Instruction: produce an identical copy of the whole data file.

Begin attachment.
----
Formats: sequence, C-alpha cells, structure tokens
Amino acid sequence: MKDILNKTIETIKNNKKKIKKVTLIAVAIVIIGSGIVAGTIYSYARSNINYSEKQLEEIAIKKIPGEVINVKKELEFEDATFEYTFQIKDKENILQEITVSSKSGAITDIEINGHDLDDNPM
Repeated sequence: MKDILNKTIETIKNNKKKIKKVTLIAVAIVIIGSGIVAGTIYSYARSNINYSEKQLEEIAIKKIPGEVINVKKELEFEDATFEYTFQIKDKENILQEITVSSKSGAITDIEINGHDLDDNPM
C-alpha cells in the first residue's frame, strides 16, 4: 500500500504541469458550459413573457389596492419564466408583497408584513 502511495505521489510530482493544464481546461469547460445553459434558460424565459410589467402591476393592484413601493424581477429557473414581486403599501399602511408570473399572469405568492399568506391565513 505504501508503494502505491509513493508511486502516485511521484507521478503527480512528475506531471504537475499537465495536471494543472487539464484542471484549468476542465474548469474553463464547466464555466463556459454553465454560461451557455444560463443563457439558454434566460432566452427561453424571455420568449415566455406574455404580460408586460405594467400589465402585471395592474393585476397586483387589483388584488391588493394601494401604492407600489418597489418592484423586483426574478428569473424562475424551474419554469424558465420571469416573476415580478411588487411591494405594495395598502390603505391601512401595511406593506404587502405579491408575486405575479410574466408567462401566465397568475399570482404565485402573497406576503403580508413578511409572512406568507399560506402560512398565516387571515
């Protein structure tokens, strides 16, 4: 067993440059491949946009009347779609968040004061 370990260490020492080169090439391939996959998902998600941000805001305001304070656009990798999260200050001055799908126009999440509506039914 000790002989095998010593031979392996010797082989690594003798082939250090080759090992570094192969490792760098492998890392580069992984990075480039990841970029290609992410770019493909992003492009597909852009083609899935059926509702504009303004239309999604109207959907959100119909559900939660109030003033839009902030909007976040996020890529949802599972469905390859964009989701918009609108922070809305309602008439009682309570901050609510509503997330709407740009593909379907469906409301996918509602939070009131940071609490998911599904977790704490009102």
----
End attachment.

Formats: sequence, C-alpha cells, structure tokens
Amino acid sequence: MKDILNKTIETIKNNKKKIKKVTLIAVAIVIIGSGIVAGTIYSYARSNINYSEKQLEEIAIKKIPGEVINVKKELEFEDATFEYTFQIKDKENILQEITVSSKSGAITDIEINGHDLDDNPM
Repeated sequence: MKDILNKTIETIKNNKKKIKKVTLIAVAIVIIGSGIVAGTIYSYARSNINYSEKQLEEIAIKKIPGEVINVKKELEFEDATFEYTFQIKDKENILQEITVSSKSGAITDIEINGHDLDDNPM
C-alpha cells in the first residue's frame, strides 16, 4: 500500500504541469458550459413573457389596492419564466408583497408584513 502511495505521489510530482493544464481546461469547460445553459434558460424565459410589467402591476393592484413601493424581477429557473414581486403599501399602511408570473399572469405568492399568506391565513 505504501508503494502505491509513493508511486502516485511521484507521478503527480512528475506531471504537475499537465495536471494543472487539464484542471484549468476542465474548469474553463464547466464555466463556459454553465454560461451557455444560463443563457439558454434566460432566452427561453424571455420568449415566455406574455404580460408586460405594467400589465402585471395592474393585476397586483387589483388584488391588493394601494401604492407600489418597489418592484423586483426574478428569473424562475424551474419554469424558465420571469416573476415580478411588487411591494405594495395598502390603505391601512401595511406593506404587502405579491408575486405575479410574466408567462401566465397568475399570482404565485402573497406576503403580508413578511409572512406568507399560506402560512398565516387571515
């Protein structure tokens, strides 16, 4: 067993440059491949946009009347779609968040004061 370990260490020492080169090439391939996959998902998600941000805001305001304070656009990798999260200050001055799908126009999440509506039914 000790002989095998010593031979392996010797082989690594003798082939250090080759090992570094192969490792760098492998890392580069992984990075480039990841970029290609992410770019493909992003492009597909852009083609899935059926509702504009303004239309999604109207959907959100119909559900939660109030003033839009902030909007976040996020890529949802599972469905390859964009989701918009609108922070809305309602008439009682309570901050609510509503997330709407740009593909379907469906409301996918509602939070009131940071609490998911599904977790704490009102």